The Daily Bork

July 04, 2005

It's still all about me

Here we go again...

Rock stars put on historic show to fight poverty

"Mahatma Gandhi freed a continent, Martin Luther King freed a people, Nelson Mandela freed a country. It does work. They will listen," Geldof said in London's Hyde Park.


St Bob, the modern MLK. I think not. The real equivalents would be those chaps in Africa putting their lives on the line trying to free themselves from tinpot dictators. Not some washed up hippy rolling out his cult of personality every decade to appease the "guilt" of Generation-Me.

Bono fired up 200,000 fans in Hyde Park by joining Paul McCartney to launch the show with Sergeant Pepper's Lonely Hearts Club Band. The Beatles classic offered an echo of Live Aid with its first line "It was 20 years ago today".


Anyone done a cost-benefit analysis of that effort? "Huge failure but made us feel good for a few years" doesn't really cut it.

Hollywood actor Brad Pitt told the crowd: "Let us be outraged, let us be loud, let us be bold."


Oh for fuck's sake! How about stumping up a few mill yourself then??? Or is it just easier to be outraged and bold?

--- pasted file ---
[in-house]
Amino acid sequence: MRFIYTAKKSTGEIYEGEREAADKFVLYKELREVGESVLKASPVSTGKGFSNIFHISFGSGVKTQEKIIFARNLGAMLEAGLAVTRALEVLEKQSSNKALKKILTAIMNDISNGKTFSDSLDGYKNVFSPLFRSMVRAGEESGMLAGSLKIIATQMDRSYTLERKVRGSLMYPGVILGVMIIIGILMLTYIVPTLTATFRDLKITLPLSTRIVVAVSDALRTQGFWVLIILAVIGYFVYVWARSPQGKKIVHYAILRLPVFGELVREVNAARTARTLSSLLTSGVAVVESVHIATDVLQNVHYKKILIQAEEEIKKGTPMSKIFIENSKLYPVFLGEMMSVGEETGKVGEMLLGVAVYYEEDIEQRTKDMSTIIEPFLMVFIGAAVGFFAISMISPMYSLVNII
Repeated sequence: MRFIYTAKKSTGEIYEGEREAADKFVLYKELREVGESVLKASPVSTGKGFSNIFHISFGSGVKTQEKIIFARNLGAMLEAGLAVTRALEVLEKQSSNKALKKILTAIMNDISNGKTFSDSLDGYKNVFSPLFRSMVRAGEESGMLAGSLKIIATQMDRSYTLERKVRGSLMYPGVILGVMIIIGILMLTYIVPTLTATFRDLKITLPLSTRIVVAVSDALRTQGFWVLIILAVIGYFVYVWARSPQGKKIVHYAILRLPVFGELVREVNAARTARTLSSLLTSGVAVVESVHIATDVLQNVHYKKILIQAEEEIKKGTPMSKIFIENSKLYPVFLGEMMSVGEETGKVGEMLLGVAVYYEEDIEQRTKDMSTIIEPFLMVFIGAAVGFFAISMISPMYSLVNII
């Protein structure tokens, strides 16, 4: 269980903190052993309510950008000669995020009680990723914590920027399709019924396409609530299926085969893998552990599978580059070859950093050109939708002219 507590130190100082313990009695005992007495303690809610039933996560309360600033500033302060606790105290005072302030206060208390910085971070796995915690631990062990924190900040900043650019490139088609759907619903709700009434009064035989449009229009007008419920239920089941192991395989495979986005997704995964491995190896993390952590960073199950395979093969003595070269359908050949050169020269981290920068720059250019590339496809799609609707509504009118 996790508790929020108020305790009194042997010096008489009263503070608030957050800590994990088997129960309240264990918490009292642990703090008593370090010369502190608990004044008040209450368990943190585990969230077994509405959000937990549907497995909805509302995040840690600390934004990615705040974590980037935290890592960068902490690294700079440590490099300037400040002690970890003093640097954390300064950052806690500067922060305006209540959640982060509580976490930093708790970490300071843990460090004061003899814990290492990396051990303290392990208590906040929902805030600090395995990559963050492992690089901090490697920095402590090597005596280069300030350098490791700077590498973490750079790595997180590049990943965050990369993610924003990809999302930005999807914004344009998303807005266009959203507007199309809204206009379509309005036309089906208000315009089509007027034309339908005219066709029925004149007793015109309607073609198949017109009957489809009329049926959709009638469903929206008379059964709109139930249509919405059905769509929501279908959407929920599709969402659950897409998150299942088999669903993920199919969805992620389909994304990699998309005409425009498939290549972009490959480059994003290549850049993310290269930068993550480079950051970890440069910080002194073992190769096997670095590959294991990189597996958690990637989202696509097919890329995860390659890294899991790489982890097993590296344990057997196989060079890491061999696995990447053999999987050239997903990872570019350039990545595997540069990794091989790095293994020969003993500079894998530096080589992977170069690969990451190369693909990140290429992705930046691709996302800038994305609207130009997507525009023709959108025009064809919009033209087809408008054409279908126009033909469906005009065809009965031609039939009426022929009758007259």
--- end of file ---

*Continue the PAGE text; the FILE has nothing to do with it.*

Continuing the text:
Tokyo kicked off Live 8 with Icelandic star Bjork headlining at a 10,000-capacity venue.

The diminutive star expressed the sense of helplessness she felt in the face of Africa's extreme poverty.

"I look at the news, I see people starving, I am crying. I'm a total mess," she said.


In other words "me me me me me!!!!"

Live 8 was also staged in the Circus Maximus in Rome and before a crowd of 150,000 in Berlin where most Germans felt it was a good idea even if they had doubts about its impact.


In other words "we know it isn't going to work but it makes us feel better for some reason."

"Me me me me me me!!!!!"

Rinse.
Repeat.

In Philadelphia, actor Will Smith told a huge crowd: "This is the biggest ... event that has ever taken place on this planet."


Apart from perhaps, the collapse of the USSR, D-Day, Lincoln freeing the slaves, The French revolution, The American revolution, the birth of Jesus, the Trinity tests...